• Day 1 — LONDON, COTSWOLDS - Once on the open road enjoy the old world charms of the Costswold villages. At Oxford view the skyline from the hills surrounding the city; the turrets, pinnacles and towers rising from the colleges all have the appearance of a medieval fairytale place.. Continue past hedgerows to the elegant Buckland Manor. Set in glorious grounds on a hillside overlooking magnificent landscapes, the Manor dates back to the 13th century.
  • Day 2 — COTSWOLDS - Full day to explore the green rolling countryside marked by gentle streams and storybook villages like Stow-on-the-Wold, Bourton-on-the-Water and Moreton-in-the-Marsh. Chart your course to Shakespeare’s Stratford-on-Avon and return to the peace and tranquility of the manor via the ancient Roman Road known as the Fosse Way.
  • Day 3 — DEVON -Rise early to begin a memorable day. First stop is Bath to see the remarkable remains of Roman Britain including the “Pump Room” and the Roman Baths.. Continue on to the ecclesiastical town of Wells still dominated by its medieval cathedral, and Glastonbury where, legend has it, that King Arthur and Queen Guinevere are interred. On to Devon where, nestled in the Brendon Hills, Langley House has been a part of history since the 16th century.
  • The ruins of Tintagel – photo courtesy of Great Britain Tourist Board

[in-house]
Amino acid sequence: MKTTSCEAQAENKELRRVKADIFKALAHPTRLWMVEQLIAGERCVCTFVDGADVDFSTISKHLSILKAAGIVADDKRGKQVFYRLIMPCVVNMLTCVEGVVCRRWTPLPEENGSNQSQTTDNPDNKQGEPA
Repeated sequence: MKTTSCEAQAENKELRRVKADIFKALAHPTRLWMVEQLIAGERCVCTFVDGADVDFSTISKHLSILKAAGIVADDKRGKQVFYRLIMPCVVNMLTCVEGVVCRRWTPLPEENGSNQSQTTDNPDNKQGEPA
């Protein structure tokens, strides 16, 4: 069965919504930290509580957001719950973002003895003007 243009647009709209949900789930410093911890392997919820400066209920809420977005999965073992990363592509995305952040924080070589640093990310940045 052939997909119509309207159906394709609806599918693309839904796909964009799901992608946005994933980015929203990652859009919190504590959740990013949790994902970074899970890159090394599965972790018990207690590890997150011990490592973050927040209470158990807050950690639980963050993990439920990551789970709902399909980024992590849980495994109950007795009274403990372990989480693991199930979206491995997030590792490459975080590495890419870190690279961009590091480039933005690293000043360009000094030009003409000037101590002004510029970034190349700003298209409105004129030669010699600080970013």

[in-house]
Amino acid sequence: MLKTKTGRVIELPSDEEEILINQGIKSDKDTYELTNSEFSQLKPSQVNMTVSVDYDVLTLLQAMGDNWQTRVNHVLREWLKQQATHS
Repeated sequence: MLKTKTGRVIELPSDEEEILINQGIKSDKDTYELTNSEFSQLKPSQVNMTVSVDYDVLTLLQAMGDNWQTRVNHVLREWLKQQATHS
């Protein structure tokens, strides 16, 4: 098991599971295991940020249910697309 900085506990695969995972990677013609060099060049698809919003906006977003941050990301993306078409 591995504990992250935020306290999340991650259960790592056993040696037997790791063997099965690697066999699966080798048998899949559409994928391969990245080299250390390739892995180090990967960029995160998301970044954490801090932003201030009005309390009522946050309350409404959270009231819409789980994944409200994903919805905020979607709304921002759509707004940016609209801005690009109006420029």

• Day 4 — CORNWALL -From Devon you drive deep into Cornwall along the rugged coast. Hurry on to Tintagel where ruins of King Arthur’s Camelot still overlooks the sea. Continue towards Land’s End and the Nansloe Manor, a Georgian house built in 1735. Woods and farmland provide the perfect backdrop creating rural tranquillity in a beautiful setting that Nansloe enjoys in the magnificent Loe Valley.
  • Day 5 — CORNWALL -Full day to explore the “Land’s End”. From here the widest oceans of the earth lie beyond; no land intervenes due west to America, nor southwest to Brazil, no south to Spain, excepting those dots on the horizon, the Scilly Isles. Discover Penzance, a town built as a defense against guess what… pirates. St. Ives with its narrow streets and alleys where fishing has been a way of life for centuries.
  • Day 6 — DARTMOOR -Today your journey continues along the south coast of Cornwall into Dartmoor and a country house of rare distinction, Gidleigh Park. This turn of the century mansion in a secluded valley overlooking the Teign River enjoys the privacy made for magnificent walks. Paul and Kay Henderson ensure the epitome of comfort and great care combined with a promise of gourmet excellence in their dining room.
  • Day 7 — DORSET -After breakfast continue through Devonshire into Dorset, an area made famous through the novels of Thomas Hardy. Travel the picturesque villages of Milton Abbas, Dowlish and Piddle Valley. Your destination, Plumber Manor was built in the early 17th century and has remained in the Prideaux-Brunes family ever since. Plumber is very much a family home far from the madding crowd where guests can enjoy the genuine hospitality from a bygone era.
  • Day 8 — LONDON -Your return to London will be via Salisbury and Stonehenge where you will see the double circle of enormous stones precisely positioned by ancient Druids 4000 years ago. Your remembrance of this historic sweep will be replayed many times over on your memory tape.